[Note - for the benefit of international readers (and clueless Americans),
	Republican presidential candidate Bob Dole resigned as U.S. Senator
	and Senate Majority Leader yesterday, in favor of his campaign - ed.]

               President Clinton Resigns

by Sandy Maschan (smaschan@ix.netcom.com)

  WASHINGTON, May 16 - President Clinton today announced his
resignation from the Presidency of the United States of America. In a
move that stunned the nation and the world, the President declared
that if he is to win his re-election, he will need to muster all the
resources he can.  

Accordingly, he has given up his full-time activities of the
office in order to handle the challenge to his ex-seat by former
Senator Bob Dole.  One of the ex-President's closest advisors, who
spoke only on the condition of anonymity, commented, "The (ex-)
President can't possibly handle the duties of the Presidency while
simultaneously submitting himself to the grueling Presidential
campaign.  With the chores of the office behind him, he will more
effectively be able to use his energies to re-earn the Presidency."

Former Senator Bob Dole said, "It's obvious that the former
President is a follower and not a leader.  Bob Dole is a leader. He
quit his job so he could get another one.  So I ask the American
people, who are you going to vote for?  Bob Dole?  Or a quitter, a
follower, some one without a vision?  The former President is playing
politics again.  He saw what a bold statement Bob Dole made, and now
he's attempting to co-opt it for his own.  Like he did with the crime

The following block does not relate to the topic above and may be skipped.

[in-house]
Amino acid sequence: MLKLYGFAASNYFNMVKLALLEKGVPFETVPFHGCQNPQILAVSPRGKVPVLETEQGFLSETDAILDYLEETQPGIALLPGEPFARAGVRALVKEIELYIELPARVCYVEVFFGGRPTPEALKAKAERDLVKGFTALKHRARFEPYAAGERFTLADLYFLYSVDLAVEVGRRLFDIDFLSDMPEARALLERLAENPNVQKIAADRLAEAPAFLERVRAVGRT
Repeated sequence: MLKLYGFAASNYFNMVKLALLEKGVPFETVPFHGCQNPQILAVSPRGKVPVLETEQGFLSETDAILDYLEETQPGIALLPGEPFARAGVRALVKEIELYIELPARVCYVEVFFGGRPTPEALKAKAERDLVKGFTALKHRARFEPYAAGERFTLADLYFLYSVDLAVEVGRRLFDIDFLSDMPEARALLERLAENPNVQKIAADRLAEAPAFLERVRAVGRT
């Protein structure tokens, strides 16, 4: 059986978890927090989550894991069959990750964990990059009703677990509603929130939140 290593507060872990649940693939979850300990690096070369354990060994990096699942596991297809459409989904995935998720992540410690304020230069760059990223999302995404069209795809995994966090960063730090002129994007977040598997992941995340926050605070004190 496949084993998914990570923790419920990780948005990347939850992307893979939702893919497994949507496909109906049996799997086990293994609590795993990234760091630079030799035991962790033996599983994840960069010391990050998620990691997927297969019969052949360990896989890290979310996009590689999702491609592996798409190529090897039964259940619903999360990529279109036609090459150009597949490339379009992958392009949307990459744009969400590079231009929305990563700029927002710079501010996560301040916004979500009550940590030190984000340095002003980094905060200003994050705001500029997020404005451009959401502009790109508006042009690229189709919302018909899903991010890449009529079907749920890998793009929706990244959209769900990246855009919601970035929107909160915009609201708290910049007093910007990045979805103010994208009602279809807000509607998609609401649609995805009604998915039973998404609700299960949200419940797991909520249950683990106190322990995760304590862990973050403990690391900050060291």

bill.  Like he did with welfare.  Like he did with those other

Mr. Dole also wryly observed: "While there's no place like home,
I'm not going back to Kansas any time soon.  Except to campaign,
of course."  

Pundits noted that the former Senator's announcement came on the
heels of the annual television broadcast of 'The Wizard of Oz'. 
That has prompted many to question if that was an influential
factor for the former six-term Senator from Kansas.

In his own statement, Mr. Clinton said, "There's no place like
Washington.  There's no place like Washington, so I'm not going
to Kansas; or Arkansas.  Except to campaign, of course."

The swift counter to Mr. Dole's resignation announcement
yesterday is considered to be the most forceful response to GOP
election strategy yet.  Shocked Democrats huddled closely to
study the implications of this move.  Praising the action as a
stroke of genius, Senate minority leader Tom Daschle, of South
Dakota, said, "Only the President could have resigned the
Presidency, and we are behind him 100% in his bid to be elected
again to the highest office in our land."

Scholars of the Constitution quietly consulted one another to
ascertain the implications for Al Gore, the new President. 
Should Mr. Clinton win the election in November, thus relegating
Mr. Gore back to his former status of Vice President, it is
unclear whether or not Mr. Gore would be eligible for election to two
additional terms in the office of the Presidency.  It is widely
assumed that Mr. Gore will seek election to the Presidency in 2000, as
the consensus among Beltway insiders is that he covets the position of
the most powerful person in the whole, entire, really big world.

In the interim, Americans are in for what promises to be a season of
spectacular campaigning, judging from the opening moves played thus